We say "YES!" to women in logistics!

Although it might seem that logistics is an exclusively male field, this is certainly not the case. It is therefore very encouraging to see the trend that more and more women are entering the TSL industry.

Geis PL's employment policy is in line with this trend, as since its inception the company has employed women in a wide range of positions - from assistants to specialist, managerial and executive positions.

customer care_Geis PL

Today, logistics is no longer associated only with warehouse halls and hard physical work. It is, above all, a modern, dynamic industry with all the complexity and comprehensiveness of processes.  The development of process automation, digitalisation and intelligent solutions all make work easier and more efficient along the entire logistics chain.

The field is therefore becoming increasingly accessible to women as well. As Dorota Wójcik - HR Manager of Geis PL says, "Logistics is stereotypically perceived as a male working environment. However, statistics clearly show that more and more women are working and developing professionally in transport, forwarding and logistics companies. Women are finding their way in this industry in a wide variety of tasks - working in warehouses, operating forklifts and managing operational processes. In our company, women make up approximately 35% of the total workforce and work in a wide variety of positions, regardless of the level of the organisational structure."

At Geis no one is surprised by the women operating forklifts and carrying out warehouse work. Indeed, many men would envy their attentiveness in transporting shipments and their meticulousness in performing their duties! It is worth noting that Geis also has a number of female professional drivers, although this is still clearly a male-dominated profession. 

The real kingdom of women at Geis, however, is the Customer Service Centre, where representatives of the fair sex work as consultants or customer service specialists. It turns out that women are much better predisposed to such work than men. As Ewelina Klimczak, who is the manager of COK, puts it: "Women are patient, empathetic and multi-taskers. These qualities are very positively percWojcik Dorota_HR Managereived in direct contact with customers." Customers also appreciate the speed of response to a task and the skilful feedback. "The Customer Service team is 71% female. Girls have a rich collection of experiences and different ways of thinking about the same problems, which translates into innovative and creative solutions," she adds.

Female representatives are also not uncommon in administrative positions. As management assistants, accountants, marketing specialists or sales representatives, they work at the company's headquarters in Stryków near Łódź, as well as at the other 20 branches in Poland. Magda Kubala deserves special mention here, as she is a sultana among the male managers of the National Distribution Department. Her effectiveness in managing distribution processes at the Kraków branch will definitely be acknowledged by all employees at this location.

It is impossible not to praise at this point the presence of a woman in the IT Department - a department which is usually dominated by men. Urszula Janicka, an IT specialist who shares the office with her colleagues every day, knows something about this. "Although most of my colleagues are men, I don't mind. I have always been a tomboy so such company at work suits me very well. Plus, I'm lucky that my colleagues are cool people." Ula adds that it wasn't hard for her to acclimatise to the team, as she was already surrounded by practically all boys when she was at university. " I like working in this position because I am constantly faced with new challenges and projects. I have to look for solutions, analyse data, but still be communicative and empathetic at the same time." Ula adds that other women have nothing to fear in typically male positions: "There is definitely an opportunity to fulfil your potential here. The work is varied, very dynamic and interesting, and from a professional point of view there is also a good training system and working in an international environment."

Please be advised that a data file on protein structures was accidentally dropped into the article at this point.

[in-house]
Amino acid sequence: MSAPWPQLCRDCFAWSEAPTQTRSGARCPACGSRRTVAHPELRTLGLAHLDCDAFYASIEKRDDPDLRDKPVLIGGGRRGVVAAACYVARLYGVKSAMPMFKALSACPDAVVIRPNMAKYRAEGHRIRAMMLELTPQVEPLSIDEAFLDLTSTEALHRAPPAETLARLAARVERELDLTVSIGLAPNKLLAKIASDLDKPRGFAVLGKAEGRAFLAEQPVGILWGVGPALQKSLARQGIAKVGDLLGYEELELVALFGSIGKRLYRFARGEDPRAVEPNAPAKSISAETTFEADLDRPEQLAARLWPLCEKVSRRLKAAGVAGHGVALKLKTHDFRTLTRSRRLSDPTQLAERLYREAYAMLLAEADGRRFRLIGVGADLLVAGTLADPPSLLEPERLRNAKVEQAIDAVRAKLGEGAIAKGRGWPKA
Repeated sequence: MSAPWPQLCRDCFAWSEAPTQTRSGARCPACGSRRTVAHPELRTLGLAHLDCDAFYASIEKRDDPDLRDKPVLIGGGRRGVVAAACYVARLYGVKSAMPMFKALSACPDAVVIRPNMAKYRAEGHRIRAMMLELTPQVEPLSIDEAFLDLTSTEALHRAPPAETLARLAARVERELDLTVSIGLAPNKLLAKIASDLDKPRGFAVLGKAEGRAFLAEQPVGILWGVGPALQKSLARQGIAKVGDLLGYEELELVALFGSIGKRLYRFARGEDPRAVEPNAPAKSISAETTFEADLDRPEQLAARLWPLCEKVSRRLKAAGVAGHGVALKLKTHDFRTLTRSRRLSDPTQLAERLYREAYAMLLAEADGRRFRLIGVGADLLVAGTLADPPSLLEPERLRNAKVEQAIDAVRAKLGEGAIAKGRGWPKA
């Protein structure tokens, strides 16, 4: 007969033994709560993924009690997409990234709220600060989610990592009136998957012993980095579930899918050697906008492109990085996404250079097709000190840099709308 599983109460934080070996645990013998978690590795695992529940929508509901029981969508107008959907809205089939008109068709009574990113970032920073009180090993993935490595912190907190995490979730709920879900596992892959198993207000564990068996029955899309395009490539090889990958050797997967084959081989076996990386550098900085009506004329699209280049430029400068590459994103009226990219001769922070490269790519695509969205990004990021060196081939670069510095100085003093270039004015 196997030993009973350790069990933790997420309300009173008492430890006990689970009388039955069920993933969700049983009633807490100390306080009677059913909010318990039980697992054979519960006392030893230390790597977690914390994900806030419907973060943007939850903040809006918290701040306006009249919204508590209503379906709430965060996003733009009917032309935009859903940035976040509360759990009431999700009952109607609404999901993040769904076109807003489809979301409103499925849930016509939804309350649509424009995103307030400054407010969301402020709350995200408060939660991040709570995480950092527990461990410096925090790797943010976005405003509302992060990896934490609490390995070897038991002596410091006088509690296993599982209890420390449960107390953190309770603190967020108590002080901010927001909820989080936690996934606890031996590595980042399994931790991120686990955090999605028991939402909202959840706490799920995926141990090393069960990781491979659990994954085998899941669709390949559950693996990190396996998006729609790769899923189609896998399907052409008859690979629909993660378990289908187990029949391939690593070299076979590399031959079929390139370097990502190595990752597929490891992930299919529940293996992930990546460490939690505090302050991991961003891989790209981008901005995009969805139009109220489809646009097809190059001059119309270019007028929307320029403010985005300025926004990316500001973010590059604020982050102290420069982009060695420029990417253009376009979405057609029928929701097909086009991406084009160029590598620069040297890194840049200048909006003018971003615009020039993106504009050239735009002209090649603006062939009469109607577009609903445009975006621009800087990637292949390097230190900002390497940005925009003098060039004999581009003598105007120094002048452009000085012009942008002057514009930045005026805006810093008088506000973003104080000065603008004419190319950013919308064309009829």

Geis PL is promoting the hiring of women in management positions. In the words of Dorota Wójcik: "Today, women in management positions in logistics are no longer an exceptional phenomenon, there are more and more of them and they achieve great results. Their feminine nature helps them to organise, plan and manage processes holistically. Importantly, women lose none of their femininity in the process - polite, kind, empathetic, they break the ice, soften mores and solve problems patiently and effectively. As multitasking experts, they combine different perspectives, make decisions and are masters of managing priorities. However, I would like to strongly emphasise that women in the logistics industry first and foremost want to be seen through the lens of professionalism, not gender," she adds.

At Geis, women can enjoy job stability and growth prospects. As a family-owned company with more than 70 years of tradition, the employer pays a lot of attention to ensuring that everyone can feel secure and safe and that they can spread their wings. Caring for personal and professional development and the integration of the female community, the company has initiated the 'Ladies First' programme for women.  Workshops with a psychologist, training courses, lectures on healthy lifestyles and work-life balance, and joint celebrations of occasions such as Women's Day or Mother's Day are just some of the initiatives implemented as part of this programme. "It can certainly be confirmed that the potential of women is enormous, and the role and challenge for the employer is to create conditions for releasing it and managing it in an appropriate manner," concludes Dorota Wójcik.


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